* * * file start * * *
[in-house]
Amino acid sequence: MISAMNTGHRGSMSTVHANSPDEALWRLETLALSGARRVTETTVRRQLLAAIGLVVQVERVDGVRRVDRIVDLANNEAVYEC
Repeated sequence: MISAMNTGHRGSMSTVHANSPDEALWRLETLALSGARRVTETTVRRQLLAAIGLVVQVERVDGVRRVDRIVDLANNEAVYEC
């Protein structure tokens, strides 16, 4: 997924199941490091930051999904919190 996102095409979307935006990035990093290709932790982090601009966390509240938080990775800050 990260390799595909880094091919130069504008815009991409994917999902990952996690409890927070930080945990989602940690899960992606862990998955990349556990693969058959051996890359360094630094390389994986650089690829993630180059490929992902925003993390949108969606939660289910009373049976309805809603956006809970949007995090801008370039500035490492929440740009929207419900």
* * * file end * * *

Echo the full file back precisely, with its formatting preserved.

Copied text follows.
[in-house]
Amino acid sequence: MISAMNTGHRGSMSTVHANSPDEALWRLETLALSGARRVTETTVRRQLLAAIGLVVQVERVDGVRRVDRIVDLANNEAVYEC
Repeated sequence: MISAMNTGHRGSMSTVHANSPDEALWRLETLALSGARRVTETTVRRQLLAAIGLVVQVERVDGVRRVDRIVDLANNEAVYEC
């Protein structure tokens, strides 16, 4: 997924199941490091930051999904919190 996102095409979307935006990035990093290709932790982090601009966390509240938080990775800050 990260390799595909880094091919130069504008815009991409994917999902990952996690409890927070930080945990989602940690899960992606862990998955990349556990693969058959051996890359360094630094390389994986650089690829993630180059490929992902925003993390949108969606939660289910009373049976309805809603956006809970949007995090801008370039500035490492929440740009929207419900």